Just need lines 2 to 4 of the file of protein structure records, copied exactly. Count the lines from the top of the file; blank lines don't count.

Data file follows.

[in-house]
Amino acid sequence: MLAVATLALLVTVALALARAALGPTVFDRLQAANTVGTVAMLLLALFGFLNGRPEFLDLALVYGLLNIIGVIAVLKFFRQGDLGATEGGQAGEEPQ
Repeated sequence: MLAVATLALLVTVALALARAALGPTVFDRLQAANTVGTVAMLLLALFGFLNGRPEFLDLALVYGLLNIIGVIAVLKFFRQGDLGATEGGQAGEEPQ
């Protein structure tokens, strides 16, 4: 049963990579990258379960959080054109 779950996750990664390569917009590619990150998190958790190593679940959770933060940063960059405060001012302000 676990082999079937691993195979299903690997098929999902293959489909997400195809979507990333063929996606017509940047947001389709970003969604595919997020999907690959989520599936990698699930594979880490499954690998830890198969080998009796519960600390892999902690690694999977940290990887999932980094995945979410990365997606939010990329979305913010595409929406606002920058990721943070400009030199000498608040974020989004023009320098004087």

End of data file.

Amino acid sequence: MLAVATLALLVTVALALARAALGPTVFDRLQAANTVGTVAMLLLALFGFLNGRPEFLDLALVYGLLNIIGVIAVLKFFRQGDLGATEGGQAGEEPQ
Repeated sequence: MLAVATLALLVTVALALARAALGPTVFDRLQAANTVGTVAMLLLALFGFLNGRPEFLDLALVYGLLNIIGVIAVLKFFRQGDLGATEGGQAGEEPQ
């Protein structure tokens, strides 16, 4: 049963990579990258379960959080054109 779950996750990664390569917009590619990150998190958790190593679940959770933060940063960059405060001012302000 676990082999079937691993195979299903690997098929999902293959489909997400195809979507990333063929996606017509940047947001389709970003969604595919997020999907690959989520599936990698699930594979880490499954690998830890198969080998009796519960600390892999902690690694999977940290990887999932980094995945979410990365997606939010990329979305913010595409929406606002920058990721943070400009030199000498608040974020989004023009320098004087």